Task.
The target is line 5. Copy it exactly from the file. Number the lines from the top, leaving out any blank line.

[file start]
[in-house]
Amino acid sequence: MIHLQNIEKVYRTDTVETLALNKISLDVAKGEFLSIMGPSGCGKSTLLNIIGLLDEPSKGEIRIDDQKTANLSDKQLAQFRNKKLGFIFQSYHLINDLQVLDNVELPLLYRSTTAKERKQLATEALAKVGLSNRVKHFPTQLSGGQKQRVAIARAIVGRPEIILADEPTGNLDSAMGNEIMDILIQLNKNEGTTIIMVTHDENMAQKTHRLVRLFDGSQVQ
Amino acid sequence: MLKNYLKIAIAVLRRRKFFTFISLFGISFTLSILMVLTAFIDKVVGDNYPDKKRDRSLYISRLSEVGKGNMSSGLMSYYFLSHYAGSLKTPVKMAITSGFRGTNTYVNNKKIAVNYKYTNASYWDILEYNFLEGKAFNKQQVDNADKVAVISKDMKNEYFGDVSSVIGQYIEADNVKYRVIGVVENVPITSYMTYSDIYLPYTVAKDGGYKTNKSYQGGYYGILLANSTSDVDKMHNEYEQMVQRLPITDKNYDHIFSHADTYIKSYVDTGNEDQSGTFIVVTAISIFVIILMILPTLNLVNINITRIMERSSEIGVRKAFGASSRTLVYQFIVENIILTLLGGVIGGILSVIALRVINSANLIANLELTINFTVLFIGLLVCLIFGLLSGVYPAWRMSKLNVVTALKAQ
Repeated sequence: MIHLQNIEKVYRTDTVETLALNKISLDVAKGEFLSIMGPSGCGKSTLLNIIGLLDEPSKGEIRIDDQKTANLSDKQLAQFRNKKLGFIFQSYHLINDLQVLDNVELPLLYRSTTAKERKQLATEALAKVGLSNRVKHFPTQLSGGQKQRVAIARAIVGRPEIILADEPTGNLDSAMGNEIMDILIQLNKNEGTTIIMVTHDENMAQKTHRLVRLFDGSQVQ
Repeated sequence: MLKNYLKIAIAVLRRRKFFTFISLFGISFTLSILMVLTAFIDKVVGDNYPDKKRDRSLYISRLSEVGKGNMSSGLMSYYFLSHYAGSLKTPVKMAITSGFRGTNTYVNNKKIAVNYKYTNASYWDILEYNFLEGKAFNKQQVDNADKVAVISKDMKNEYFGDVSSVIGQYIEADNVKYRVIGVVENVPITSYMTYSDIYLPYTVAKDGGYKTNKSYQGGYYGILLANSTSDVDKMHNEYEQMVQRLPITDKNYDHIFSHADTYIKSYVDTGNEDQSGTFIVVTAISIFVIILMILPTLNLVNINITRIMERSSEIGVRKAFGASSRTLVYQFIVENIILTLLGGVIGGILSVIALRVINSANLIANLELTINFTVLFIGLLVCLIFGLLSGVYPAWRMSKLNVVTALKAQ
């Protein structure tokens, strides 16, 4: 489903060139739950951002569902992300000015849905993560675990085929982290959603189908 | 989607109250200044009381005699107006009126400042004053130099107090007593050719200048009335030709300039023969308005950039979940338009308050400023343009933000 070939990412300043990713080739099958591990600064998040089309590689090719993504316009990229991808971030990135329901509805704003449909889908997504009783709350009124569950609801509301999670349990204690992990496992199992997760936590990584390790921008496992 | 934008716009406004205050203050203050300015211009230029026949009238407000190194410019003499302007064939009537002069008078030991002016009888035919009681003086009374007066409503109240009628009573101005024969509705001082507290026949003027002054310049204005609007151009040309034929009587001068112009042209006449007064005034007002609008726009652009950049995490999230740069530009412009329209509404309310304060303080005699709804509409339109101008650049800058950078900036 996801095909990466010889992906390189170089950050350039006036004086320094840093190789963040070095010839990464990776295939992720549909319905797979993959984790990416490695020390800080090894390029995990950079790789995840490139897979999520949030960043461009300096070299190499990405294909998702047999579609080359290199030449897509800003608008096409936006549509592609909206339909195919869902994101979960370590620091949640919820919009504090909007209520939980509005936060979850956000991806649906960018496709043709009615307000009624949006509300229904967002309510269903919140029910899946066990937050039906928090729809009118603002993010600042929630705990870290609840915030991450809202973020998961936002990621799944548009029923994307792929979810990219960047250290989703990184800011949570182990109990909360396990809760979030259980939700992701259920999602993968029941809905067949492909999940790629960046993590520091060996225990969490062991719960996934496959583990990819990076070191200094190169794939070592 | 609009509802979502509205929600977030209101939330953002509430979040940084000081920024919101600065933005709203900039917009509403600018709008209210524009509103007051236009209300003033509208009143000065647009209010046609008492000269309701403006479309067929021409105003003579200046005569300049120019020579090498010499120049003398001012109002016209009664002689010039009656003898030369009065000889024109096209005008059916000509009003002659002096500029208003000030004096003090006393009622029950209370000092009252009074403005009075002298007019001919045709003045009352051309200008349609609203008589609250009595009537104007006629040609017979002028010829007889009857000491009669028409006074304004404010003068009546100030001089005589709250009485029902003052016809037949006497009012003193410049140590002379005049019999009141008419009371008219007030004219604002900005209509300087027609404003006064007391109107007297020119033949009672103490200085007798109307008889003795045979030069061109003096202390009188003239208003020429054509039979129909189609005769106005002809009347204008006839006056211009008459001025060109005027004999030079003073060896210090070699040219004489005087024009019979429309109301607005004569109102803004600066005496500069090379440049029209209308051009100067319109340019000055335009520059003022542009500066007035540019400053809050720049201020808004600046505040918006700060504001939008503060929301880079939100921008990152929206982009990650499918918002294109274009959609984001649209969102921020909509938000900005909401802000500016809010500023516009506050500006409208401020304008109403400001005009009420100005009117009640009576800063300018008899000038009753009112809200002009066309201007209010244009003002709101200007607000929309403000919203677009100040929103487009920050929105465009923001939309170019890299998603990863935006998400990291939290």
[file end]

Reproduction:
Repeated sequence: MLKNYLKIAIAVLRRRKFFTFISLFGISFTLSILMVLTAFIDKVVGDNYPDKKRDRSLYISRLSEVGKGNMSSGLMSYYFLSHYAGSLKTPVKMAITSGFRGTNTYVNNKKIAVNYKYTNASYWDILEYNFLEGKAFNKQQVDNADKVAVISKDMKNEYFGDVSSVIGQYIEADNVKYRVIGVVENVPITSYMTYSDIYLPYTVAKDGGYKTNKSYQGGYYGILLANSTSDVDKMHNEYEQMVQRLPITDKNYDHIFSHADTYIKSYVDTGNEDQSGTFIVVTAISIFVIILMILPTLNLVNINITRIMERSSEIGVRKAFGASSRTLVYQFIVENIILTLLGGVIGGILSVIALRVINSANLIANLELTINFTVLFIGLLVCLIFGLLSGVYPAWRMSKLNVVTALKAQ